How do you establish your family’s core set of values?
What are the standards that are important for you and your children?
How can you ensure that your children maintain those standards when they are not at home?
How can you re-establish your family’s core values once they have been broken?
One of the ways you can begin the process of establishing your family’s core values is to uncover the traditions and activities that are treasured in your household. Some families enjoy creating a weekly meal together while other families make it a priority to attend a worship service every weekend. From these communal activities you can begin to discover that if your family enjoys creating a structure around weekly meals, the values for your family could be support, fellowship, and loyalty. For families who make spiritual practice a priority in their homes, the core values could be faith, community, loyalty, and service.
To begin exploring the heart of your family’s values, gather your family together and ask the following questions:
- What do we enjoy doing together as a family?
- Why are these activities important to us?
- What feelings do we experience when we engage in these activities?
- What values would you use to describe our family activities?
Once you have discovered and clarified your family’s core values, it’s critical for you to share with your children why certain values are important for the well-being of your family.
For example, if trust and openness are core values for your children, you could share something such as, “I really appreciate when you are open with me about what’s going on at school. Your openness helps me to be reassured that you feel safe in your environment.”
If loyalty is key for your family, you might say, “Loyalty is important in our family because I always want you to know that you can depend on us to support you in whatever you do.”
Giving your children clear guidelines for why certain values are important in your family helps them to take ownership of your family’s values and adopt these qualities into their everyday behavior.
Having your children demonstrate your family’s values at home or in your presence is one thing, but how can you ensure that your children will display these same behaviors at school or within the community at large?
You have to start by reinforcing your expectations of how you want your children to show up in the world. This isn’t simply about making sure that your children are a good reflection on you as a parent. Reinforcing your family values helps them begin to use these characteristics to shape who they will become. Your children may not retain all of your family’s core values throughout their life, but setting the expectation for qualities such as respect, tolerance, and hard work can become the foundation for helping your children to aspire higher in education, a future vocation, or creating their own family in the future.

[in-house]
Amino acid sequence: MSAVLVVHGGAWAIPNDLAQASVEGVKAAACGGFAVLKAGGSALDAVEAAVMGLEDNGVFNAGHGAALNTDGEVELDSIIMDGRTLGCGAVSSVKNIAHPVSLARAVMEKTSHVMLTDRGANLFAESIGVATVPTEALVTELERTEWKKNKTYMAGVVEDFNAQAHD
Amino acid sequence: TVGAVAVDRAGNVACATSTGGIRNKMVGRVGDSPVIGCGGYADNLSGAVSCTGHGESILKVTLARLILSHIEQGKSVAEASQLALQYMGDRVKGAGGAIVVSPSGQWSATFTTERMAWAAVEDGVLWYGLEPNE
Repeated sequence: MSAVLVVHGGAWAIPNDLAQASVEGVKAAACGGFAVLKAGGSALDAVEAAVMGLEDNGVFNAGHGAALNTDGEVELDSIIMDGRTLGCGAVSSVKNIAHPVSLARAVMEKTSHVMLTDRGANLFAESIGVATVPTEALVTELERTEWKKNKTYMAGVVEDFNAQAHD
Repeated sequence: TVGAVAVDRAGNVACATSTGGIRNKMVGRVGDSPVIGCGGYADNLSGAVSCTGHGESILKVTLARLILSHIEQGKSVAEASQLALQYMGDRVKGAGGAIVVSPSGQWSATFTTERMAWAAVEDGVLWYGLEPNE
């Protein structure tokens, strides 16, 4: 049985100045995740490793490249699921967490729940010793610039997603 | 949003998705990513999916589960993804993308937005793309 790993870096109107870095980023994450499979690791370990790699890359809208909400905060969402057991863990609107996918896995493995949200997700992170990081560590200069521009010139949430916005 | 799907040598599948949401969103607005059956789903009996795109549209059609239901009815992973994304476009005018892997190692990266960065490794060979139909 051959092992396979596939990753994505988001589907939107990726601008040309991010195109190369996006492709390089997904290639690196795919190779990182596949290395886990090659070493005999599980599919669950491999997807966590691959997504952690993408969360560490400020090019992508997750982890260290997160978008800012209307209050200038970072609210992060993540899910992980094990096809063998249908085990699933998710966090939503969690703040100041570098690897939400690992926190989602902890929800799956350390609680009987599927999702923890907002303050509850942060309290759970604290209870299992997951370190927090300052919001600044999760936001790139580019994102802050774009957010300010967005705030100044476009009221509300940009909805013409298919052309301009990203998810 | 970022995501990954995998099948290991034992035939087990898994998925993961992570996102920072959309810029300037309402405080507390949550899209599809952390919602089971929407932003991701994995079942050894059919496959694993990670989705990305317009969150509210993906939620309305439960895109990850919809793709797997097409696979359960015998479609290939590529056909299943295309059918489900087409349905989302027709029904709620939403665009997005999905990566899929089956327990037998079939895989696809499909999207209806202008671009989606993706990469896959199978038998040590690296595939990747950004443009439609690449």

Before your children begin a new school or extracurricular activity, you can have a reminder conversation about your family values such as, “You know that we really value teamwork and loyalty in our home, and those are the same values that I know you can use with your new team.” It’s equally important to share with teachers, clergy, neighbors, and other adults who share time with your children about your family values and your expectations for how your children should demonstrate those characteristics outside of the home.
So what happens when a family value is broken?
As we shared in our last post communication must begin with trust and authenticity. Be honest with your children when there is a breakdown in your core values. It’s OK to say, “I know that I told you we were going to the park today, and I’m sorry that I did not keep my promise to you. Promises are important in our family, and I want you to know going forward that I will do my best to honor my promises.” Showing your children how you model honesty and awareness when a value is broken will help them to follow your lead and be more transparent and forthcoming with you.
Every family has sacred values that are both carried down through generations and created newly with new marriages, births, and adapting to the times that we live in. Take the time to uncover your family values and share those traditions with your children. Your family’s unique values will keep the lines of communication open and help your children grow into who they want to be.
What are your family values? How do you help your children learn and act according to these values?
Feature image courtesy of Unspash, Tim Marshall.